CDRI Fellowship Programme

CDRI Fellowship Programme

Themes for Fellowship 2024-25

CDRI Fellowship 2024-25 will be awarded to promising, actionable solutions that have demonstrated impact in a local context, with potential for scale, addressing the following themes:

Use of GIRI data for informed decision-making towards the resilience of critical infrastructure systems, including telecommunications, power and transport

CDRI's Global Infrastructure Resilience Index (GIRI) platform, the first ever fully probabilistic risk assessment covering global infrastructure sectors, enables users to freely access and use all risk metrics produced. GIRI is expected to inform planning, decision-making and investment in disaster and climate-resilient infrastructure by providing credible and fully comparable probabilistic risk metrics that cover every country and territory in the world.

GIRI will measure resilience in major infrastructure sectors, helping estimate risks to major hazards considering a range of climate change scenarios. It will also consider the capacity of countries to manage and reduce the risks they face.

Proposals considered under this theme will specifically use data from GIRI to inform research projects focusing on the resilience of power, telecommunications, roads and railways, ports and airports, oil and gas, water and wastewater, health, education, and buildings (commercial & residential).

Multi-hazard early warning systems and disaster risk information for resilient infrastructure and community wellbeing

Multi-hazard early warning systems (MHEWS) and disaster risk information play a vital role in fostering resilient infrastructure and ensuring the wellbeing of communities. These systems integrate advanced technology, data analytics, and local expertise to anticipate and mitigate threats including natural hazards and extreme climate events. By providing timely alerts and actionable information, MHEWS empower governments, communities, and organizations to prepare and respond effectively and thus, reduce the impact of the disasters.

Building resilience of critical infrastructure sectors to extreme heat events

Human-induced climate change and the consequent, irreversible warming of the planet are exacerbating extreme heat conditions across the world. Building resilience in critical infrastructure sectors to extreme heat events is imperative for the health and wellbeing of communities and sustained economic growth. This will require investments in infrastructure upgrades, improved heat-related risk assessments, and enhanced emergency response plans. Innovative cooling technologies, efficient energy
management, and urban planning solutions.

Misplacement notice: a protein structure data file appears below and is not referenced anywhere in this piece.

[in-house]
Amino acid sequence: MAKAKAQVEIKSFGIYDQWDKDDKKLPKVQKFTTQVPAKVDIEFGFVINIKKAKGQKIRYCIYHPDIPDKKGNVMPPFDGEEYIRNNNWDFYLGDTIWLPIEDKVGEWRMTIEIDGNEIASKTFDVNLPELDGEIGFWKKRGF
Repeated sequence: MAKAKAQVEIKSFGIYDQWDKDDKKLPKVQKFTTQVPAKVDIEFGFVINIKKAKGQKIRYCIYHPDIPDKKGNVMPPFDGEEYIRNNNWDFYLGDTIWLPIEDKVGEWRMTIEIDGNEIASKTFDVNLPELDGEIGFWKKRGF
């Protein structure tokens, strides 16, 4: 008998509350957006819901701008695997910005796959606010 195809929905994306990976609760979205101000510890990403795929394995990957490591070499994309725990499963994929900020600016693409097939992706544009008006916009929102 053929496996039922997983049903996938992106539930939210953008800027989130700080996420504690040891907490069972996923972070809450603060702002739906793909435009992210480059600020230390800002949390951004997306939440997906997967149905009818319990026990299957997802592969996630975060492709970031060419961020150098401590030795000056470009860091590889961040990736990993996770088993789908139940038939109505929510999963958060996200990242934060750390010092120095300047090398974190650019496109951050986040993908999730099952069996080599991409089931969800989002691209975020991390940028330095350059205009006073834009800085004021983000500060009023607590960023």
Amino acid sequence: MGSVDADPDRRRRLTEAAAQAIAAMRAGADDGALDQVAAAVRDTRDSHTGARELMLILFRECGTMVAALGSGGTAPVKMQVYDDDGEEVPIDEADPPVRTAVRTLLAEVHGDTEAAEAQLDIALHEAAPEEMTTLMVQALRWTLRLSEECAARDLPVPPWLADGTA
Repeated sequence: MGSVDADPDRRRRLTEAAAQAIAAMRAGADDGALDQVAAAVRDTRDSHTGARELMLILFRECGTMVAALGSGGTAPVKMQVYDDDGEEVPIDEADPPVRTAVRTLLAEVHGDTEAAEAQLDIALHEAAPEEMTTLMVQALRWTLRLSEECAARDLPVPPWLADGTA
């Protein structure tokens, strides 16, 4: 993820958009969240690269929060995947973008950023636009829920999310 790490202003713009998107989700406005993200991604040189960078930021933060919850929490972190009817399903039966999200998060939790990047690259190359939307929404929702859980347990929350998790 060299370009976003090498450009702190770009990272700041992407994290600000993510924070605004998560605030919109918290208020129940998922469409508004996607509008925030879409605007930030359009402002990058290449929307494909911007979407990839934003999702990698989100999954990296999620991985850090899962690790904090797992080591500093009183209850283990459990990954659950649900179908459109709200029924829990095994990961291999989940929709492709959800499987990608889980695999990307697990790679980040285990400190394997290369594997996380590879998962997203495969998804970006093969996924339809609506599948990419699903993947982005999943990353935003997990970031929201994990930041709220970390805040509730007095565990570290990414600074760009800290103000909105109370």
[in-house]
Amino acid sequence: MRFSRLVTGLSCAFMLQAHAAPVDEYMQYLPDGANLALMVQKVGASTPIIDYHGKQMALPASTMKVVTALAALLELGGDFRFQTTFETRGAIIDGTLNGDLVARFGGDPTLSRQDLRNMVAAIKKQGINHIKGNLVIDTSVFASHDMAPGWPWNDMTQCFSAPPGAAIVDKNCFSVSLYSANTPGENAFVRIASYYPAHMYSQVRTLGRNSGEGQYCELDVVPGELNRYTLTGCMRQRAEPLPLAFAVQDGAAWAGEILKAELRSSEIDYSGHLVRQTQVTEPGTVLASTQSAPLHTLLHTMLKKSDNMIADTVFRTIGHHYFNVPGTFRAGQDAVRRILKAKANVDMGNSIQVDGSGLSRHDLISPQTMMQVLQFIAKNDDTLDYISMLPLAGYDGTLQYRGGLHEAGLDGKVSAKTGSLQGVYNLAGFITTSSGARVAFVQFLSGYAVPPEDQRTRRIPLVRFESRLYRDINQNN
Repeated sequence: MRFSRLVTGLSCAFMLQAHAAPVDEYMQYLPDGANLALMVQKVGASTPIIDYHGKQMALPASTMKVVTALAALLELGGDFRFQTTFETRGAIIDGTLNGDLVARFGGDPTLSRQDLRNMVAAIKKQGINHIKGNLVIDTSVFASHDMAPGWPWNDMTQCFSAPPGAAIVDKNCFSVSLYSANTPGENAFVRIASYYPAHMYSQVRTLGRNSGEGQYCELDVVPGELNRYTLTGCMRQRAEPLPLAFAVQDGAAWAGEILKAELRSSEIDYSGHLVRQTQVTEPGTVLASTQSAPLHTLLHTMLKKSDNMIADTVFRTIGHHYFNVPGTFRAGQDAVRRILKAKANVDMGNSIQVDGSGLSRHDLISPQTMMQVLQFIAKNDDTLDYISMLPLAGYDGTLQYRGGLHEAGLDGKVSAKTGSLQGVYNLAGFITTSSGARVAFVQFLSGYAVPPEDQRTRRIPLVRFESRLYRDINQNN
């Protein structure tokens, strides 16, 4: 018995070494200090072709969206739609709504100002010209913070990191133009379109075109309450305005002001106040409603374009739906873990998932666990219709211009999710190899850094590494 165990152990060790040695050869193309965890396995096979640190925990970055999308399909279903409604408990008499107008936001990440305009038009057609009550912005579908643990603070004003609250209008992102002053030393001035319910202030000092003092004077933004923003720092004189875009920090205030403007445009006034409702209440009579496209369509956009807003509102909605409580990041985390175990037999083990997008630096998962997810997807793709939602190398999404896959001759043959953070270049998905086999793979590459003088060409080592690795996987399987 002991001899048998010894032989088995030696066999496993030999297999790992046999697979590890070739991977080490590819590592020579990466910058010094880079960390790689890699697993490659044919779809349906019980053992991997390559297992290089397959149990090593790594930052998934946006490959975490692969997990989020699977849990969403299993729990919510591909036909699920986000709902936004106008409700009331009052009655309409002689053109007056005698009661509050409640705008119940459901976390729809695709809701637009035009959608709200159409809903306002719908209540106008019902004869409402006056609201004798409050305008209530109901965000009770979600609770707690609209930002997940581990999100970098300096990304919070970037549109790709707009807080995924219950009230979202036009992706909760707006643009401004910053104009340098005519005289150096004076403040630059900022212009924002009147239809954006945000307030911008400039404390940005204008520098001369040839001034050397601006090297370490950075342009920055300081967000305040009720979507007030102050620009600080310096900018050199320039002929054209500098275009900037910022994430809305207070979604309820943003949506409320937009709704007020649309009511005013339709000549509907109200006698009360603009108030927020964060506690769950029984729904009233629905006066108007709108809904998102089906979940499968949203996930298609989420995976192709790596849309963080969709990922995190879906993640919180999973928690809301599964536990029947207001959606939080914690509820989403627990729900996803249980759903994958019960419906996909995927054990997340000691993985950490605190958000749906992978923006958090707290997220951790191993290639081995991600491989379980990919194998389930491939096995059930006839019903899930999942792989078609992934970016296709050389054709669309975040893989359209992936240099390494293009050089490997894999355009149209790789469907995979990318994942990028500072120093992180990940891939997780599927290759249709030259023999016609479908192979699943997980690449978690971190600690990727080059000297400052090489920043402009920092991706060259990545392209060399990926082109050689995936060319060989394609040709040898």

Ensuring climate and disaster resilience of physical infrastructure in high mountain regions

High mountain communities and ecosystems are areas of high hazard risks like glacier melt, glacial lake outburst flooding (GLOF) and avalanches. Ensuring resilience of critical infrastructure in these regions entails a comprehensive approach including precise risk assessment accounting for changing climatic patterns, specialized engineering for infrastructure durability, and advanced monitoring systems for early warnings.

Sustainable land-use planning and community participation are equally vital for an effective, coordinated response to disasters in these vulnerable regions.

Quantification of vulnerability and physical losses of infrastructure sectors due to secondary hazards

Secondary hazards such as landslides, fires and tsunamis, which often follow primary events like earthquakes and floods, can exacerbate damage and disrupt essential services. These hazards are not sufficiently covered by prearranged financing.

To quantify vulnerability, a detailed analysis of the infrastructure's susceptibility to secondary hazards is necessary, considering factors like structural integrity, location, and resilience measures in place. This information informs risk models and loss estimations, enabling better preparedness and resource allocation.

Resilient food infrastructure systems

In an increasingly uncertain future marked by extreme climate events, food and nutrition security will require concerted investments in resilient agricultural infrastructure systems, focusing on climate risks across the value chain – pre-production, production, processing, storage and distribution.

The ability to swiftly restore and maintain food production, distribution, and access in the wake of disasters and extreme climate events will be critical for the well-being of affected communities at a local level as well as for development trajectories at the national and regional levels.

How to Apply

For more information and job application details, see; CDRI Fellowship Programme

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